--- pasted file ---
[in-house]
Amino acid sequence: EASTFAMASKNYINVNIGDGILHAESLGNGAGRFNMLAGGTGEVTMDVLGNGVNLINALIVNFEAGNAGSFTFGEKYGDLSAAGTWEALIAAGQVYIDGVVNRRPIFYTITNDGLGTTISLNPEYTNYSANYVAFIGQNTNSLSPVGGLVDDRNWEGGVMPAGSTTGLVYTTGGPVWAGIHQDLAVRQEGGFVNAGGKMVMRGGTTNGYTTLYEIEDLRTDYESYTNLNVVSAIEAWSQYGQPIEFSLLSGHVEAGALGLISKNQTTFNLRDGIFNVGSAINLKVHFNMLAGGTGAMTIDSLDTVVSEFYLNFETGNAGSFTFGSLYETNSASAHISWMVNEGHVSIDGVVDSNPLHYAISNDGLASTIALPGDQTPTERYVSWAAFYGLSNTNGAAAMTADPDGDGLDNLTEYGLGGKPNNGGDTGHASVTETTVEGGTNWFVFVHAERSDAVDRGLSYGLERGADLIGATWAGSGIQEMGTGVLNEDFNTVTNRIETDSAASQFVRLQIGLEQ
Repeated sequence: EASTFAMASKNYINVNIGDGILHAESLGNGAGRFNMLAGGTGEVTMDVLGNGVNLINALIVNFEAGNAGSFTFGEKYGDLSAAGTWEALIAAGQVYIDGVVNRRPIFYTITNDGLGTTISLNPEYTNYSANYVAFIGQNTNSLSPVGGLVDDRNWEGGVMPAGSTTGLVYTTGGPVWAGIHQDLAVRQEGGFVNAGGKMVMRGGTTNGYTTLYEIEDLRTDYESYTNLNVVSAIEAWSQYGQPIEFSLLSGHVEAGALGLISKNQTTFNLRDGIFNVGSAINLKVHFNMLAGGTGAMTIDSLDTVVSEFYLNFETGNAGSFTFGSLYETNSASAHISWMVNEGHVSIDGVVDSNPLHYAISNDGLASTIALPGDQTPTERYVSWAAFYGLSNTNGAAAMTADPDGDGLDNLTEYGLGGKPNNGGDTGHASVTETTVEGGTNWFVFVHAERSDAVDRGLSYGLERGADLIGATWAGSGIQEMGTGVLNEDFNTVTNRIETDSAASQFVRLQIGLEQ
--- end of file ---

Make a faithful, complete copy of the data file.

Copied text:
[in-house]
Amino acid sequence: EASTFAMASKNYINVNIGDGILHAESLGNGAGRFNMLAGGTGEVTMDVLGNGVNLINALIVNFEAGNAGSFTFGEKYGDLSAAGTWEALIAAGQVYIDGVVNRRPIFYTITNDGLGTTISLNPEYTNYSANYVAFIGQNTNSLSPVGGLVDDRNWEGGVMPAGSTTGLVYTTGGPVWAGIHQDLAVRQEGGFVNAGGKMVMRGGTTNGYTTLYEIEDLRTDYESYTNLNVVSAIEAWSQYGQPIEFSLLSGHVEAGALGLISKNQTTFNLRDGIFNVGSAINLKVHFNMLAGGTGAMTIDSLDTVVSEFYLNFETGNAGSFTFGSLYETNSASAHISWMVNEGHVSIDGVVDSNPLHYAISNDGLASTIALPGDQTPTERYVSWAAFYGLSNTNGAAAMTADPDGDGLDNLTEYGLGGKPNNGGDTGHASVTETTVEGGTNWFVFVHAERSDAVDRGLSYGLERGADLIGATWAGSGIQEMGTGVLNEDFNTVTNRIETDSAASQFVRLQIGLEQ
Repeated sequence: EASTFAMASKNYINVNIGDGILHAESLGNGAGRFNMLAGGTGEVTMDVLGNGVNLINALIVNFEAGNAGSFTFGEKYGDLSAAGTWEALIAAGQVYIDGVVNRRPIFYTITNDGLGTTISLNPEYTNYSANYVAFIGQNTNSLSPVGGLVDDRNWEGGVMPAGSTTGLVYTTGGPVWAGIHQDLAVRQEGGFVNAGGKMVMRGGTTNGYTTLYEIEDLRTDYESYTNLNVVSAIEAWSQYGQPIEFSLLSGHVEAGALGLISKNQTTFNLRDGIFNVGSAINLKVHFNMLAGGTGAMTIDSLDTVVSEFYLNFETGNAGSFTFGSLYETNSASAHISWMVNEGHVSIDGVVDSNPLHYAISNDGLASTIALPGDQTPTERYVSWAAFYGLSNTNGAAAMTADPDGDGLDNLTEYGLGGKPNNGGDTGHASVTETTVEGGTNWFVFVHAERSDAVDRGLSYGLERGADLIGATWAGSGIQEMGTGVLNEDFNTVTNRIETDSAASQFVRLQIGLEQ